Inversion was initially meant to be a console exclusive. Although Saber Interactive had previously released a great PC game (like Timeshift), the studio decided – during Inversion’s early development cycle – to only release it on consoles. Back in July 2011, a rumor arose, suggesting that Inversion PC was already under development. It took Namco Bandai a while to confirm this rumor and in March 2012, the company officially announced that Inversion would hit PC this Summer. Fast forward a couple of months and here we are with its PC version, a version that looks better than its console counterparts, performs better, scales great on multi-GPUs and is packed with some of the best physics we’ve ever seen.
As always, we used an overclocked Q9650 (at 4.2Ghz) with 4GB RAM, a GTX 295, Windows 7-64Bit and the latest version of GeForce drivers. To our surprise, Nvidia has already included an SLI profile for it. Imagine that, a third person shooter that was not advertised much by its publisher has a working SLI profile, while other triple-A games do not at their time of release. As said, Inversion scales well on SLI configurations. Our GPU scaling was averaging around 70-90%, while there were occasions were the game stressed both of our GPU cores (with VSync disabled). Inversion ran with constant 60fps at 1080p and max settings. Unfortunately, the game does not support proper AA techniques and SMAA didn’t work as well as we’d hoped to. Although it smoothes out some jaggies, there are still a lot of that were not affected by this Injector tool.
Inversion comes with a nice selection of graphical options. PC gamers can enable or disable Grass & Debris, Edge-Antialising, Parallax Mapping and Ambient Occlusion. Before jumping to conclusions, Parallax Mapping is not the same with Parallax Occlusion Mapping. Parallax Mapping is an enhancement of Normal Mapping and is a technique that adds depth to textures. Parallax Occlusion Mapping, on the other hand, is an enhancement of the Parallax Mapping technique. Parallax Occlusion Mapping is used to procedurally create 3D definition in textured surfaces. This means that this technique allows developers of 3D rendering applications to add 3D complexity in textures with self occlusion in real time, which is dependent to player’s perspective.
As we can see, Inversion is developed in order to take advantage of dual-cores. Saber Interactive’s third person shooter did not stress our CPU and we didn’t notice any performance hit when we simulated a dual-core system. Inversion depends on your CPU’s frequency, which means that you’ll have to overclock your CPU in order to avoid any CPU limitations. With our Q9650 that was clocked at 4.2Ghz, we did not drop below 60s, even when there were a lot of physics/destruction sequences on-screen.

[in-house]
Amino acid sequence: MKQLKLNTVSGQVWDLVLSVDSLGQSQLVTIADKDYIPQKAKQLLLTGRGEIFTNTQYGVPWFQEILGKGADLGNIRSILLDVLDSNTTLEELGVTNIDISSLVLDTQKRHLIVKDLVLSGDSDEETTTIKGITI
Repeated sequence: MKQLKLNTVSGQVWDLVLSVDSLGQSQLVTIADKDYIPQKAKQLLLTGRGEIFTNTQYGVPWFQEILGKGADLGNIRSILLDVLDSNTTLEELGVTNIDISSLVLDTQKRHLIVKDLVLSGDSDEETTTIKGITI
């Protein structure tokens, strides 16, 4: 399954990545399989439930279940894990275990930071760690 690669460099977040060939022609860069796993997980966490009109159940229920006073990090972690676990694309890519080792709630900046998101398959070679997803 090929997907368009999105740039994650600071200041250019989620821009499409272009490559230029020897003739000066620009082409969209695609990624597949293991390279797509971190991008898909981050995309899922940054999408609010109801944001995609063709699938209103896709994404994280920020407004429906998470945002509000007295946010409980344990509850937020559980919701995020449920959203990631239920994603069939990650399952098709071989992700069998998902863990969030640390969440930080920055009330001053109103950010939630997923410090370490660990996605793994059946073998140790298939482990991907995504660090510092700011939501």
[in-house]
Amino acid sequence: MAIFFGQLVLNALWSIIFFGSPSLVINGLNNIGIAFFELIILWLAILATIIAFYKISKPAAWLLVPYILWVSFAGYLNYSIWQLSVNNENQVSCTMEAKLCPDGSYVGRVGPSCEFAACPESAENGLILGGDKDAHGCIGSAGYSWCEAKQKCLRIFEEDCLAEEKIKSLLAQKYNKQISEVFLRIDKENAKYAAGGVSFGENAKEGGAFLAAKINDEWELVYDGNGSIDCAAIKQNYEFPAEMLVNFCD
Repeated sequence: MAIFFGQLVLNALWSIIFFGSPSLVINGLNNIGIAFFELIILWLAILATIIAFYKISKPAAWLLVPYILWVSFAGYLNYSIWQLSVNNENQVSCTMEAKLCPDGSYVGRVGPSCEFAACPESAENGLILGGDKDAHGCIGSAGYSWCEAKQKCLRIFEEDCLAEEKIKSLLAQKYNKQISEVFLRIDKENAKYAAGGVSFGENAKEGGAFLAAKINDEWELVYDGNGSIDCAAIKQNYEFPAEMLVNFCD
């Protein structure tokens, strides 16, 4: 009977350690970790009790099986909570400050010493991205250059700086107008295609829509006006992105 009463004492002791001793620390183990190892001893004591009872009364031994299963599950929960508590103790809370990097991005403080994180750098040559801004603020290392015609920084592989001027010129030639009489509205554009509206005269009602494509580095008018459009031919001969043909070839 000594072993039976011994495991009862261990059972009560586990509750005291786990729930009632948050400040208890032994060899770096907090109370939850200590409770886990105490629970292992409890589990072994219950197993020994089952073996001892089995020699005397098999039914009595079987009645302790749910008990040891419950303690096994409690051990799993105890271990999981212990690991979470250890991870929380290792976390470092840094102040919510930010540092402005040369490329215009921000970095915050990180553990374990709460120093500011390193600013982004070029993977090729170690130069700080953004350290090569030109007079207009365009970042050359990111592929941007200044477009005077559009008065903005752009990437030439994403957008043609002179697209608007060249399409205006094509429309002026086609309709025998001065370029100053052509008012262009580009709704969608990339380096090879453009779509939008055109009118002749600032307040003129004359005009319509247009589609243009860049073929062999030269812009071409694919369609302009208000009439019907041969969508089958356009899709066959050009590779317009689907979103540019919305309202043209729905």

This brings us to the game’s amazing physics effects, and we have to admit that one of Inversion’s big features is its destruction and environmental interaction. Inversion is powered by Havok and this could very well be the first Havok title to ‘wow’ you. Although the physics effects are not as intense as PhysX, they can easily come close to them and they did not slow down the game at all, no matter what was going on. Inversion features destructible objects and walls, and can rival the destruction effects that were featured in both Crysis 2 and Battlefield 3. Believe us when we say this – Inversion is all about its physics and you really need to experience it in order to appreciate the Havok Physics Engine.
Graphics wise, Inversion looks great for a multi-platform title. Textures seem a bit better than those of the console versions, though that might be due to using a higher rendering resolution. There are some blocky characters here and there, but overall, characters have enough detail to please your eyes. Sun shafts, motion blur and other current-generation effects are also present and try to improve the game’s visuals, though the lighting model is dated, and makes things look a bit grainy. Inversion looks like most multi-platform games. It looks good, but it cannot come close to Max Payne 3 or other PC exclusive titles.
All in all, Inversion is a nice surprise. The game performs great, is GPU-bound, requires an overclocked dual-core system to avoid CPU limitations, and works well with SLI systems. Although it is not the best multi-platform game you’ll ever play, it is way better than most console ports we’ve been getting lately. There is a nice amount of graphical options and the game works nice with keyboard + mouse.